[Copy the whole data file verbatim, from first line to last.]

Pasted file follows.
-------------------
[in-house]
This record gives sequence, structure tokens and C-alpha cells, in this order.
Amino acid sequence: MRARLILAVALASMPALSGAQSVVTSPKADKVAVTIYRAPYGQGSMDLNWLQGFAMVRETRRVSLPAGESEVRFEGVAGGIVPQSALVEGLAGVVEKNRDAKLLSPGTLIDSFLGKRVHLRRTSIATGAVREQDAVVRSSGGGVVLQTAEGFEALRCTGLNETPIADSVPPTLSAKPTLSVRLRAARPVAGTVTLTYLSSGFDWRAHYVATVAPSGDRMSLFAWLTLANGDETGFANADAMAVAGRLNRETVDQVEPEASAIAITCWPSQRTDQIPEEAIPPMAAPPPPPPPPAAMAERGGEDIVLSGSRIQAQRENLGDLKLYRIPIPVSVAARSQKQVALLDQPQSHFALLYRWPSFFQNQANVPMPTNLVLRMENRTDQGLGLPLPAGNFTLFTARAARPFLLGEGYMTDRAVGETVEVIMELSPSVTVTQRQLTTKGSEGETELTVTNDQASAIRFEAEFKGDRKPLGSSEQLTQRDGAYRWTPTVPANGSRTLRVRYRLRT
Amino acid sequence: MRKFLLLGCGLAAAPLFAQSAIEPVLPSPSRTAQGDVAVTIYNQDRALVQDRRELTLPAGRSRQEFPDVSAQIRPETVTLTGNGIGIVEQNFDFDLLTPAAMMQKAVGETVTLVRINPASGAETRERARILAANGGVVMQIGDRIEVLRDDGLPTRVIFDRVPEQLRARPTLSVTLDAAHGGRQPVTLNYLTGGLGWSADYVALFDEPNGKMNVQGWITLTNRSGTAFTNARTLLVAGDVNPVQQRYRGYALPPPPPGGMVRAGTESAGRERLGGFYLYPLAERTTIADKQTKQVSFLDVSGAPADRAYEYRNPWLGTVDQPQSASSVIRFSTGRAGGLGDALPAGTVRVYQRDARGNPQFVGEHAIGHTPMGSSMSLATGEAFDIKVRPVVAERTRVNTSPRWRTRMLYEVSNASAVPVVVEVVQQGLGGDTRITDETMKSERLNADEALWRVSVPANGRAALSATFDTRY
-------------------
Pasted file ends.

[in-house]
This record gives sequence, structure tokens and C-alpha cells, in this order.
Amino acid sequence: MRARLILAVALASMPALSGAQSVVTSPKADKVAVTIYRAPYGQGSMDLNWLQGFAMVRETRRVSLPAGESEVRFEGVAGGIVPQSALVEGLAGVVEKNRDAKLLSPGTLIDSFLGKRVHLRRTSIATGAVREQDAVVRSSGGGVVLQTAEGFEALRCTGLNETPIADSVPPTLSAKPTLSVRLRAARPVAGTVTLTYLSSGFDWRAHYVATVAPSGDRMSLFAWLTLANGDETGFANADAMAVAGRLNRETVDQVEPEASAIAITCWPSQRTDQIPEEAIPPMAAPPPPPPPPAAMAERGGEDIVLSGSRIQAQRENLGDLKLYRIPIPVSVAARSQKQVALLDQPQSHFALLYRWPSFFQNQANVPMPTNLVLRMENRTDQGLGLPLPAGNFTLFTARAARPFLLGEGYMTDRAVGETVEVIMELSPSVTVTQRQLTTKGSEGETELTVTNDQASAIRFEAEFKGDRKPLGSSEQLTQRDGAYRWTPTVPANGSRTLRVRYRLRT
Amino acid sequence: MRKFLLLGCGLAAAPLFAQSAIEPVLPSPSRTAQGDVAVTIYNQDRALVQDRRELTLPAGRSRQEFPDVSAQIRPETVTLTGNGIGIVEQNFDFDLLTPAAMMQKAVGETVTLVRINPASGAETRERARILAANGGVVMQIGDRIEVLRDDGLPTRVIFDRVPEQLRARPTLSVTLDAAHGGRQPVTLNYLTGGLGWSADYVALFDEPNGKMNVQGWITLTNRSGTAFTNARTLLVAGDVNPVQQRYRGYALPPPPPGGMVRAGTESAGRERLGGFYLYPLAERTTIADKQTKQVSFLDVSGAPADRAYEYRNPWLGTVDQPQSASSVIRFSTGRAGGLGDALPAGTVRVYQRDARGNPQFVGEHAIGHTPMGSSMSLATGEAFDIKVRPVVAERTRVNTSPRWRTRMLYEVSNASAVPVVVEVVQQGLGGDTRITDETMKSERLNADEALWRVSVPANGRAALSATFDTRY